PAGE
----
if the informal doesnt work than take a more official approach maybe suggest some training behaviour management can be very effective in teaching staff better ways to address children and also in managing their own feelings when children arent doing what they should.

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Hi Tammi

Show her this website. Perhaps that will help. There was also an item on the BBC morning news either last week or the week before. You could perhaps search the archives to find it.

Linda

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You'd be surprised at how many people dont allow equipment to be moved so you're not battling with this alone.

 

I'd do as Cait suggests, plan an activity which includes trains, cars, duplo, and anything else you can think of in the paint. Do a mini topic on patterns, write up the activity, the goals linked to the EYFS and leave a space for the evaluation. You could make your own wrapping paper for christmas or decorate the home corner.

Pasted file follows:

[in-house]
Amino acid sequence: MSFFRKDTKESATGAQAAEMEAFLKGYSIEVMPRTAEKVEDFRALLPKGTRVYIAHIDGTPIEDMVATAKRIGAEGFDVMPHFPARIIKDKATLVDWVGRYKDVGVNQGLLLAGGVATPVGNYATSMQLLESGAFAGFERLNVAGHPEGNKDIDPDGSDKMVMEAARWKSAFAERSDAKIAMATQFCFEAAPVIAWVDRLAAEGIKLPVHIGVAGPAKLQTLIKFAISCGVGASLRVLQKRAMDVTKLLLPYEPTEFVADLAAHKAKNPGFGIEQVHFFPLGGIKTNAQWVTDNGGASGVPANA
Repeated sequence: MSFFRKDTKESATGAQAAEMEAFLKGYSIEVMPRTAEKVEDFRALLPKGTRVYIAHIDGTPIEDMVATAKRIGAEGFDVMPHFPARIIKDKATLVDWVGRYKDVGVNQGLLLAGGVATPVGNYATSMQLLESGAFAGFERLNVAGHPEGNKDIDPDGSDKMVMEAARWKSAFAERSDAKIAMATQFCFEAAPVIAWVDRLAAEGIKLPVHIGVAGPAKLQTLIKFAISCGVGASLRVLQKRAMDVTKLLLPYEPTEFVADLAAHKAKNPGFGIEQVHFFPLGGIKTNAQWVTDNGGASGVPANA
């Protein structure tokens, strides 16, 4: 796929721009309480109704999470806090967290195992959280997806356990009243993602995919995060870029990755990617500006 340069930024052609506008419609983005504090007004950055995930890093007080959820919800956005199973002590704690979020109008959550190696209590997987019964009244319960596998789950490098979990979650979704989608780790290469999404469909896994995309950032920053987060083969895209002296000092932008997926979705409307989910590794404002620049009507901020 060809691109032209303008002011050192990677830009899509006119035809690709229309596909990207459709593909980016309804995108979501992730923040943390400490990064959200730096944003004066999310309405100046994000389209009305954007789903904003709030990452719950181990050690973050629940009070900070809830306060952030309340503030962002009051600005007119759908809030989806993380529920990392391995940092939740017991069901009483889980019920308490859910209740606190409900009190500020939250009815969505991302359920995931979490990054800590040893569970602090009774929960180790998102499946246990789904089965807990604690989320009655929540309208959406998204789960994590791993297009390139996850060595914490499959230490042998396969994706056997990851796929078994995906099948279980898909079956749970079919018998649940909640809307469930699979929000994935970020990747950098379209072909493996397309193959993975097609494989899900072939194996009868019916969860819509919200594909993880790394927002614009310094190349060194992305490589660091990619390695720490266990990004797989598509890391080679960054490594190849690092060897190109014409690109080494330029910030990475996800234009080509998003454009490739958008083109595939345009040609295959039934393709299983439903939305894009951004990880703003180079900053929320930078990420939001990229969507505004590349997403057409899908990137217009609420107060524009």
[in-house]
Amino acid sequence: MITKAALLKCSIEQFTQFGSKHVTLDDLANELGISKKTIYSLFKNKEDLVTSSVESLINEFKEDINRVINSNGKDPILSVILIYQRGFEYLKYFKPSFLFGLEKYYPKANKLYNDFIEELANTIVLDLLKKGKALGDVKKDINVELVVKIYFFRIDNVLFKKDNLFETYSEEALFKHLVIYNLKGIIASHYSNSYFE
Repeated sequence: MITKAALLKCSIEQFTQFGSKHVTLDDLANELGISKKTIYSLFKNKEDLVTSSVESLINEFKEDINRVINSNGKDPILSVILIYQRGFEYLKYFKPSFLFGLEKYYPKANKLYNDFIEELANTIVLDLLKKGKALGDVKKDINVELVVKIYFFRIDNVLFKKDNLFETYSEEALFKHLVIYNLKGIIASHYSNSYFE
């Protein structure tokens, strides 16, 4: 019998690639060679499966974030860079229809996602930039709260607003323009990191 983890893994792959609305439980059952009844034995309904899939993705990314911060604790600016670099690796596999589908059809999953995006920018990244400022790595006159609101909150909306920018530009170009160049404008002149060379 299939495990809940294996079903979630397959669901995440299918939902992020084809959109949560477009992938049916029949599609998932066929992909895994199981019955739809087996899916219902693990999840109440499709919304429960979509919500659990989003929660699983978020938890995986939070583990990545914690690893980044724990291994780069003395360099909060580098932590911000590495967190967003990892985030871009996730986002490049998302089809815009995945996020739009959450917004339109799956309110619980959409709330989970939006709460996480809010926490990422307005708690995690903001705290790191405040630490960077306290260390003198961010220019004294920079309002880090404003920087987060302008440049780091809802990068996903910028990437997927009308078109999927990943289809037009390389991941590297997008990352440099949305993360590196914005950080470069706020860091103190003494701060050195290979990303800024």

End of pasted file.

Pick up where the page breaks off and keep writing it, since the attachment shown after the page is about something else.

Then save all the messy toys for use in the cornflour the next day or the water tray. Get the children washing everything afterwards. You could always keep a box of equipment especially to use in these ways an leave her to polish the rest.

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I have found the same attitudes where I work, but from my superiors - which is even more difficult. How about finding out if your LA does any training on creative development and seeing if you can get your NA to attend, or failing that introduce a focus on creative development at a planning meeting and get her to come up with some ideas for encouraging the children to think independently and how adults can support children to make new connections etc - so that she has to think about this herself.